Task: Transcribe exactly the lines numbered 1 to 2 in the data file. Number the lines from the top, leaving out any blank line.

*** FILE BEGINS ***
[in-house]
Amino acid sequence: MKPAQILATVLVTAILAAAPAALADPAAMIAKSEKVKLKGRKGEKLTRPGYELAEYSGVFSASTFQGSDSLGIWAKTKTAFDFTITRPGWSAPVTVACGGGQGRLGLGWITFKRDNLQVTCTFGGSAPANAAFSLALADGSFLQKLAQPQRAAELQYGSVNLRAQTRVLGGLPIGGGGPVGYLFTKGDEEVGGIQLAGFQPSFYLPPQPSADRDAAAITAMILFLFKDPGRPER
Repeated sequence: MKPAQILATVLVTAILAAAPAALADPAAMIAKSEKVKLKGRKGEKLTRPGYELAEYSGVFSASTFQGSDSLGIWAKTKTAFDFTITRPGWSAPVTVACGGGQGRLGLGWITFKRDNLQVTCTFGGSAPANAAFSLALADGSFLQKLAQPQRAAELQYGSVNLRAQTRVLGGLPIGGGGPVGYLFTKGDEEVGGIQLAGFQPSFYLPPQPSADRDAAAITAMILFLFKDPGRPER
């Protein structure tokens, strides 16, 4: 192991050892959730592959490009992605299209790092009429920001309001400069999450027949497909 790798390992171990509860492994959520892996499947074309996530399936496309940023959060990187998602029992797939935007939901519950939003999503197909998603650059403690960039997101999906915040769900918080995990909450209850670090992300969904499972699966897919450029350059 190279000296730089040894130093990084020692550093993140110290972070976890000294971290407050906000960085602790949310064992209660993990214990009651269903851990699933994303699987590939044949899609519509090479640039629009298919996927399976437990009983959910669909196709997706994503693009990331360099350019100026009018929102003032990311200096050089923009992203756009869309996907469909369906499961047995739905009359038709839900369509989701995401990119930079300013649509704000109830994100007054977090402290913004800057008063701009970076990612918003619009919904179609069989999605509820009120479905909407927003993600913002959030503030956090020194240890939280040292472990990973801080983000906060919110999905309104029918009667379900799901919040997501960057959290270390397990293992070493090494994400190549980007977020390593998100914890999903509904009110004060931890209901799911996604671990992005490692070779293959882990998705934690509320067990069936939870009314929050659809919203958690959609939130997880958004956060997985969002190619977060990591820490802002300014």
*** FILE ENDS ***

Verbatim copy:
[in-house]
Amino acid sequence: MKPAQILATVLVTAILAAAPAALADPAAMIAKSEKVKLKGRKGEKLTRPGYELAEYSGVFSASTFQGSDSLGIWAKTKTAFDFTITRPGWSAPVTVACGGGQGRLGLGWITFKRDNLQVTCTFGGSAPANAAFSLALADGSFLQKLAQPQRAAELQYGSVNLRAQTRVLGGLPIGGGGPVGYLFTKGDEEVGGIQLAGFQPSFYLPPQPSADRDAAAITAMILFLFKDPGRPER